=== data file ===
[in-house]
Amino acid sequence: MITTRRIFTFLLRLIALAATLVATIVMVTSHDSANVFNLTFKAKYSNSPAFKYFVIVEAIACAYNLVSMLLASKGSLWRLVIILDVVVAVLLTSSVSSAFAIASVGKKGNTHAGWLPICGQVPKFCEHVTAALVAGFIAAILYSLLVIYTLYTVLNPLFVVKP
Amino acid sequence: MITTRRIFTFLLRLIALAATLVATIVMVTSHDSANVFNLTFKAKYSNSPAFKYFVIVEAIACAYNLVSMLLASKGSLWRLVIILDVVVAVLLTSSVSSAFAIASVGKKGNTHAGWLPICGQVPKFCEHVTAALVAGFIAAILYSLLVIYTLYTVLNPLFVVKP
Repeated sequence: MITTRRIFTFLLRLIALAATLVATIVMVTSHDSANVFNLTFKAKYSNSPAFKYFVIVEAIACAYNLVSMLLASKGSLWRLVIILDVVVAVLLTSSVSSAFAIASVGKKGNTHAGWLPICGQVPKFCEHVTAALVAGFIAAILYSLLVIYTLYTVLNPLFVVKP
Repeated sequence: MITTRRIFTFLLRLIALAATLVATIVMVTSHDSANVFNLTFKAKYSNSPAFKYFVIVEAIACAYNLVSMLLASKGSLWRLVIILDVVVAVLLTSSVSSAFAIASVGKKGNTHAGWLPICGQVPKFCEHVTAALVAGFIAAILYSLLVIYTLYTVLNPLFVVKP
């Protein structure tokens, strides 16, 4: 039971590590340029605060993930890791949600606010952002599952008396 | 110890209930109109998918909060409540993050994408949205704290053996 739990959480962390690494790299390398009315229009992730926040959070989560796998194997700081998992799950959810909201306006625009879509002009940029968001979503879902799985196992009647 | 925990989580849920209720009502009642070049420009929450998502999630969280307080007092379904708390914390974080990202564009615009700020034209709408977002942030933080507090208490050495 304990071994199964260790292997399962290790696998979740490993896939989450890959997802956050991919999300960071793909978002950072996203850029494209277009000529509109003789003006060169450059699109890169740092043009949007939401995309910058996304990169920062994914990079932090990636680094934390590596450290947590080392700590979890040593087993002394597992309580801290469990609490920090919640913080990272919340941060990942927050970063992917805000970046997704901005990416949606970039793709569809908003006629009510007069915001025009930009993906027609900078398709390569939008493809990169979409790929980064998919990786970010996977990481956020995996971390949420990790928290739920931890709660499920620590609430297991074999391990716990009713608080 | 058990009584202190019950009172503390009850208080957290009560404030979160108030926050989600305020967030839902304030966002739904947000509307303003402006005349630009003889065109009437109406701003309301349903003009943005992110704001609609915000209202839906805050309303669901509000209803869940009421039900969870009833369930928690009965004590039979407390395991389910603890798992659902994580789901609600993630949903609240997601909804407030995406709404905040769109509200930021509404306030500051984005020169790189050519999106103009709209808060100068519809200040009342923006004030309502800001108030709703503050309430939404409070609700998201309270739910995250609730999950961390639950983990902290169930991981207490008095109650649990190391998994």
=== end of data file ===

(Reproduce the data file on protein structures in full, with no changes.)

[in-house]
Amino acid sequence: MITTRRIFTFLLRLIALAATLVATIVMVTSHDSANVFNLTFKAKYSNSPAFKYFVIVEAIACAYNLVSMLLASKGSLWRLVIILDVVVAVLLTSSVSSAFAIASVGKKGNTHAGWLPICGQVPKFCEHVTAALVAGFIAAILYSLLVIYTLYTVLNPLFVVKP
Amino acid sequence: MITTRRIFTFLLRLIALAATLVATIVMVTSHDSANVFNLTFKAKYSNSPAFKYFVIVEAIACAYNLVSMLLASKGSLWRLVIILDVVVAVLLTSSVSSAFAIASVGKKGNTHAGWLPICGQVPKFCEHVTAALVAGFIAAILYSLLVIYTLYTVLNPLFVVKP
Repeated sequence: MITTRRIFTFLLRLIALAATLVATIVMVTSHDSANVFNLTFKAKYSNSPAFKYFVIVEAIACAYNLVSMLLASKGSLWRLVIILDVVVAVLLTSSVSSAFAIASVGKKGNTHAGWLPICGQVPKFCEHVTAALVAGFIAAILYSLLVIYTLYTVLNPLFVVKP
Repeated sequence: MITTRRIFTFLLRLIALAATLVATIVMVTSHDSANVFNLTFKAKYSNSPAFKYFVIVEAIACAYNLVSMLLASKGSLWRLVIILDVVVAVLLTSSVSSAFAIASVGKKGNTHAGWLPICGQVPKFCEHVTAALVAGFIAAILYSLLVIYTLYTVLNPLFVVKP
């Protein structure tokens, strides 16, 4: 039971590590340029605060993930890791949600606010952002599952008396 | 110890209930109109998918909060409540993050994408949205704290053996 739990959480962390690494790299390398009315229009992730926040959070989560796998194997700081998992799950959810909201306006625009879509002009940029968001979503879902799985196992009647 | 925990989580849920209720009502009642070049420009929450998502999630969280307080007092379904708390914390974080990202564009615009700020034209709408977002942030933080507090208490050495 304990071994199964260790292997399962290790696998979740490993896939989450890959997802956050991919999300960071793909978002950072996203850029494209277009000529509109003789003006060169450059699109890169740092043009949007939401995309910058996304990169920062994914990079932090990636680094934390590596450290947590080392700590979890040593087993002394597992309580801290469990609490920090919640913080990272919340941060990942927050970063992917805000970046997704901005990416949606970039793709569809908003006629009510007069915001025009930009993906027609900078398709390569939008493809990169979409790929980064998919990786970010996977990481956020995996971390949420990790928290739920931890709660499920620590609430297991074999391990716990009713608080 | 058990009584202190019950009172503390009850208080957290009560404030979160108030926050989600305020967030839902304030966002739904947000509307303003402006005349630009003889065109009437109406701003309301349903003009943005992110704001609609915000209202839906805050309303669901509000209803869940009421039900969870009833369930928690009965004590039979407390395991389910603890798992659902994580789901609600993630949903609240997601909804407030995406709404905040769109509200930021509404306030500051984005020169790189050519999106103009709209808060100068519809200040009342923006004030309502800001108030709703503050309430939404409070609700998201309270739910995250609730999950961390639950983990902290169930991981207490008095109650649990190391998994």